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Google is working on Experimental Linux Kernel 3.10 for Android

Google is working on experimental Linux Kernel 3.10 for Android and could make its way into KLP.

Author:James PierceMar 02, 2021

Is Android Not GNU Based?

Android is definitely not a GNU based distro but whether it is considered a ‘pure’ Linux distro as per se is still subject to debate, while this may have sparked a lot of controversy among Linux evangelists the fact remains that Android still runs on the Linux kernel. – A device-specifickernel that was once a heavily forked inbreed version of mainline Linux until Google decided to take the matters into their own hands.
You’d probably notice that your Android device runs atop a certain version of Linux Kernel, for most Jelly Bean users out there the version clocks in at 3.4 while ICS-based handsets usually employ Kernel 3.0.y and the late Gingerbread packed the aging 2.6. With each release, Android is packing a newer kernel, a mostly unaltered kernel that otherwise bears a striking resemblance to its mainline cousin. Over the years upstream Android patches (e.g wake-locks) and additions have made it to mainline Linux and most mobile SoC sources & blobs have been merged into the main kernel source.

Latest Linux Kernel

Google on its side is still playing around with the latest stable Linux Kernel judging from their experimental 3.10 public repo. The bits aren’t quite ready for compilation but that gives us a glimpse that future versions of Android could embrace a significantly newer kernel version. We cannot ascertain if Kernel 3.10 will make its way into the upcoming version of Android (KLP) but the fact that Kernel 3.10 is the 10th longterm release could indicate that Google might want to adopt it sooner than expected.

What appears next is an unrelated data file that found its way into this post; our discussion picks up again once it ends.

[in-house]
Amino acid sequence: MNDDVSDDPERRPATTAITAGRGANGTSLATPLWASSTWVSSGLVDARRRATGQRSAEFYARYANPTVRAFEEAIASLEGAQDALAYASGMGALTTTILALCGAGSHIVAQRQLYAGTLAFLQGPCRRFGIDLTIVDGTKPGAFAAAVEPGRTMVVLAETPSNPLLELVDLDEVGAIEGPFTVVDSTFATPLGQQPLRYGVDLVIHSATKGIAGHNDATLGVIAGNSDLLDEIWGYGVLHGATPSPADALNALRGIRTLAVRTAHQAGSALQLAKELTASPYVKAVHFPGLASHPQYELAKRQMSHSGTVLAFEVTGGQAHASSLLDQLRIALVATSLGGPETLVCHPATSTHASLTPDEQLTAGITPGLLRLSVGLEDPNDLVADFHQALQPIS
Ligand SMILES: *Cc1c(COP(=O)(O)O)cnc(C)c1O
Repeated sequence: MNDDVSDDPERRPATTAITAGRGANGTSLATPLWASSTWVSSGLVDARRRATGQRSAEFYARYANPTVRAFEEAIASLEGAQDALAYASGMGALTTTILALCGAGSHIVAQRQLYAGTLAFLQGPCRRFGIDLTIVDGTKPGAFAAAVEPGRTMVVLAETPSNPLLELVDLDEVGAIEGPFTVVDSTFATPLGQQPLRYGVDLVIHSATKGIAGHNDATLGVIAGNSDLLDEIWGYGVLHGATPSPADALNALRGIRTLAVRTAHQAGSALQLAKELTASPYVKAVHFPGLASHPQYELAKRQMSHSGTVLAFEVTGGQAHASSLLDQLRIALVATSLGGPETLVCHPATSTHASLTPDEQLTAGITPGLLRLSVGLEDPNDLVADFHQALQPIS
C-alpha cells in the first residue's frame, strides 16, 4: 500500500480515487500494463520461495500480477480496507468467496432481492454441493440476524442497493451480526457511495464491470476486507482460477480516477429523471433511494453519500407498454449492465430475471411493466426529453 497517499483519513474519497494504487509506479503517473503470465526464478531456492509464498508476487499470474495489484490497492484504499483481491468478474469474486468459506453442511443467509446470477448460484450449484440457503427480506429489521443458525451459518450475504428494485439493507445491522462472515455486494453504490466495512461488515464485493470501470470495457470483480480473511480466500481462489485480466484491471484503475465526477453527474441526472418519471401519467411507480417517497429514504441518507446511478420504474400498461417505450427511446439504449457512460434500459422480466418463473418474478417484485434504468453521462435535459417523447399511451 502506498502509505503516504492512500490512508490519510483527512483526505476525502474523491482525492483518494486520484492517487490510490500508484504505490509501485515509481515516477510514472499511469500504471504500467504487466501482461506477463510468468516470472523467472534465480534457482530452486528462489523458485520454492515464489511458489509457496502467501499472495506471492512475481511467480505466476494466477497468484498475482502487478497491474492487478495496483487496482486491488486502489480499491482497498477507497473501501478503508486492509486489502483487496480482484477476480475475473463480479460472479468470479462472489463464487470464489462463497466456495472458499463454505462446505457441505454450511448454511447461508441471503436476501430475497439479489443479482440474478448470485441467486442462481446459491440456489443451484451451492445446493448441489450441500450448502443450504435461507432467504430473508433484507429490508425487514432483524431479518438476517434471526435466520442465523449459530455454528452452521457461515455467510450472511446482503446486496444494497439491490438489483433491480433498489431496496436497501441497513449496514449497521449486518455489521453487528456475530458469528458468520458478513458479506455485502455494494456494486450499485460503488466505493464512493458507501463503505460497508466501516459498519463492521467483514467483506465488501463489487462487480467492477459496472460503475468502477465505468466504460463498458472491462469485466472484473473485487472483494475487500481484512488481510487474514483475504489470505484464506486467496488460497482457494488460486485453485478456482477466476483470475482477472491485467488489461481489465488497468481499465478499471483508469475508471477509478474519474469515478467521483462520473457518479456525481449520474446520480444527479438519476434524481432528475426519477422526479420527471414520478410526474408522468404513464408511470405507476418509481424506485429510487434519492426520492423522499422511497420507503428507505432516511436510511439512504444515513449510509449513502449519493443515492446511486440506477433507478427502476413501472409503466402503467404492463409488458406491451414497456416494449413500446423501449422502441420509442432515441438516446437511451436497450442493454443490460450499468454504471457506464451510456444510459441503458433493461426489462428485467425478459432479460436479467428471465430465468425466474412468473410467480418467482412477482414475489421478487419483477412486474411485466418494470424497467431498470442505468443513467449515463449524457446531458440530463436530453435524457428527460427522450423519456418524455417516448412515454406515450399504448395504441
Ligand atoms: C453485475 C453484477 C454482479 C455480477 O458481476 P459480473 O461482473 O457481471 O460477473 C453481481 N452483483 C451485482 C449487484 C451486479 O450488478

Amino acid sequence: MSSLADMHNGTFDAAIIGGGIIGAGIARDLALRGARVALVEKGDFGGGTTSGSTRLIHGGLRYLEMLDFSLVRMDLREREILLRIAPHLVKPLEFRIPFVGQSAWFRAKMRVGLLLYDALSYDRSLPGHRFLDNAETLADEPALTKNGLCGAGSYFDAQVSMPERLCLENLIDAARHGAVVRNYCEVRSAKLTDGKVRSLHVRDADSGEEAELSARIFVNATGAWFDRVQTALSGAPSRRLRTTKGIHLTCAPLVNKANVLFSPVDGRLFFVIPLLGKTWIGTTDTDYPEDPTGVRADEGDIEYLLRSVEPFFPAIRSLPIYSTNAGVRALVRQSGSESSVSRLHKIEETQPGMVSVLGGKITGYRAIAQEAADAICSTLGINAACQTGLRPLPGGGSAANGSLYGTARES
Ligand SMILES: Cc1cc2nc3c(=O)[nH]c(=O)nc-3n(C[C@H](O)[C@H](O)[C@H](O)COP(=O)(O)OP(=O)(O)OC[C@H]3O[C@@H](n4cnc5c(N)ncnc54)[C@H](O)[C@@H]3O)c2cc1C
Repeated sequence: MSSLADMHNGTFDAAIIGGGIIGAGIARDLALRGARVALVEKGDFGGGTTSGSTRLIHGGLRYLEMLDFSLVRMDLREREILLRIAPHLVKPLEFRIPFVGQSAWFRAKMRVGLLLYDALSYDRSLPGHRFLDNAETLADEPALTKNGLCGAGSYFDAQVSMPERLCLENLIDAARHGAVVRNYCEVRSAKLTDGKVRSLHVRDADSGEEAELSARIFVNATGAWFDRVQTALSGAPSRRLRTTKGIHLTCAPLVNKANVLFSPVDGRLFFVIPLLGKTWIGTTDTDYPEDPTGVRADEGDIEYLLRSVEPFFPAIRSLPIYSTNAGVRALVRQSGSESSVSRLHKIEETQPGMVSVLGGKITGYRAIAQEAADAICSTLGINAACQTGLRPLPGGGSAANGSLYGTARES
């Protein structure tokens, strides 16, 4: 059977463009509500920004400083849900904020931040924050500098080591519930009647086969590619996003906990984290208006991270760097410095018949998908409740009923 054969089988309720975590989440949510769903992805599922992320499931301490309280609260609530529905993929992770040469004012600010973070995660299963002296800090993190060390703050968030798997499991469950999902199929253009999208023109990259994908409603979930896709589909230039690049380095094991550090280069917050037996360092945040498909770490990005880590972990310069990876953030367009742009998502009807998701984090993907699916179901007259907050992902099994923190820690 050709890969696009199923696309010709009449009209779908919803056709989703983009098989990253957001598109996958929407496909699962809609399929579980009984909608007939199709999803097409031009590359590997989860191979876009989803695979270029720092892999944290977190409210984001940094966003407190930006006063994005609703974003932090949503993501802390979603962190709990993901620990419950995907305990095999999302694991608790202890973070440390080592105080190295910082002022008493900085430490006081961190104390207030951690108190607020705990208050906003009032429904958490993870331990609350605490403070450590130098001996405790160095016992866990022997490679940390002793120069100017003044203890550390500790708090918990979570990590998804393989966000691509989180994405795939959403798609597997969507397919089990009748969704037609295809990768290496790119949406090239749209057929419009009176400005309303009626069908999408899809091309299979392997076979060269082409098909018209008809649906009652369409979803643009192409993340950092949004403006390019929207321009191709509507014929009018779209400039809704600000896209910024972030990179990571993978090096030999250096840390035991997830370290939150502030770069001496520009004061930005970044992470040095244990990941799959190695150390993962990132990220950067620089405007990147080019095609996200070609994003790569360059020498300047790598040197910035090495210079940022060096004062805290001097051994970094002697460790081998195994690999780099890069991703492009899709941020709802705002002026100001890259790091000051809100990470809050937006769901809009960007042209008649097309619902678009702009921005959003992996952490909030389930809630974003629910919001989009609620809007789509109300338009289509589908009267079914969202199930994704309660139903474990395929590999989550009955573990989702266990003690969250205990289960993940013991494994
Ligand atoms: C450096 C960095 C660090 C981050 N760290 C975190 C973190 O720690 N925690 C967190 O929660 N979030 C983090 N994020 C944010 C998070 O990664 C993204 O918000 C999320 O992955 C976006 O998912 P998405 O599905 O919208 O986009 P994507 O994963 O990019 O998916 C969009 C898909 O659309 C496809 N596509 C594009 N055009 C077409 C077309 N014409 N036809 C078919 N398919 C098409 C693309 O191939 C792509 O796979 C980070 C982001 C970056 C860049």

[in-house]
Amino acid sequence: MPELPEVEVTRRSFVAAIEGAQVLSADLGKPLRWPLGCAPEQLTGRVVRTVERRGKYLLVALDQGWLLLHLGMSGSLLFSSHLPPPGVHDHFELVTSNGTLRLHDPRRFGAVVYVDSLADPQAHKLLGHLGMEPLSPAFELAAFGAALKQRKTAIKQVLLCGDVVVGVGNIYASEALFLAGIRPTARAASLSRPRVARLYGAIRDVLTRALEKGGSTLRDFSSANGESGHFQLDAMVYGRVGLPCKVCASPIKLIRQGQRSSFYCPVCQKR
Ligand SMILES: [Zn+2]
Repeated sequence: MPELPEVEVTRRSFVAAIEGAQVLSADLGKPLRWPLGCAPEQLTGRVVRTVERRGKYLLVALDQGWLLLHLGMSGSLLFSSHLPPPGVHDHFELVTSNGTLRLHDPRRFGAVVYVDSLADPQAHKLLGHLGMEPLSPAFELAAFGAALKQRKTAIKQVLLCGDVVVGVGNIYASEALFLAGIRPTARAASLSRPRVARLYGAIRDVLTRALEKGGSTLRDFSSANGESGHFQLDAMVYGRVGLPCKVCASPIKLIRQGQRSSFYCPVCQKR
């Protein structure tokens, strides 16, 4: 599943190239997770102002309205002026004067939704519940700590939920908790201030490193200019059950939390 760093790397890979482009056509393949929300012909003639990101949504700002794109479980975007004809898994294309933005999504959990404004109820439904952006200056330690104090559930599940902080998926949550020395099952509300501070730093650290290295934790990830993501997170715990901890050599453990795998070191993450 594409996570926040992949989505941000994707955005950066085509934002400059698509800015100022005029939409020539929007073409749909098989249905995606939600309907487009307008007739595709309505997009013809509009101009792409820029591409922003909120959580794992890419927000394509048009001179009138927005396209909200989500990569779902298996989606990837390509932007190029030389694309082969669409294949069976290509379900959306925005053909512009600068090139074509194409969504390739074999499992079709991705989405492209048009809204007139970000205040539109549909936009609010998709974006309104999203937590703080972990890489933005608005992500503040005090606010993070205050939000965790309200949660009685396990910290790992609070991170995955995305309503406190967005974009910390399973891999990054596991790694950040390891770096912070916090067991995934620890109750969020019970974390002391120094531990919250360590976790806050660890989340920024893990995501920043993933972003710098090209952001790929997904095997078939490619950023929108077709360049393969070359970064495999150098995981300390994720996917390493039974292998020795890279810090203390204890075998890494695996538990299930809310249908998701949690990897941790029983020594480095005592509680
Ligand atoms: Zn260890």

Let’s not forget that the two last flavours of Jelly Bean (i.e 4.2 & 4.3) make use of the 9th longterm Kernel release (Kernel 3.4) so it’s quite plausible to assume that the next version of Android will indeed be ready to use Kernel 3.10!
But what does this means for users? Probably nothing but you’ll most benefit from improving security (at the kernel level), better stability, possibly more battery life; and most interestingly better ARM big.LITTLE support considering that a fair amount of GTS and IKS patches have made their way into Linux Kernel 3.10 (Full support is scheduled for 3.11 or 3.12).
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James Pierce

James Pierce

James Pierce, a Finance and Crypto expert, brings over 15 years of experience to his writing. With a Master's degree in Finance from Harvard University, James's insightful articles and research papers have earned him recognition in the industry. His expertise spans financial markets and digital currencies, making him a trusted source for analysis and commentary. James seamlessly integrates his passion for travel into his work, providing readers with a unique perspective on global finance and the digital economy. Outside of writing, James enjoys photography, hiking, and exploring local cuisines during his travels.
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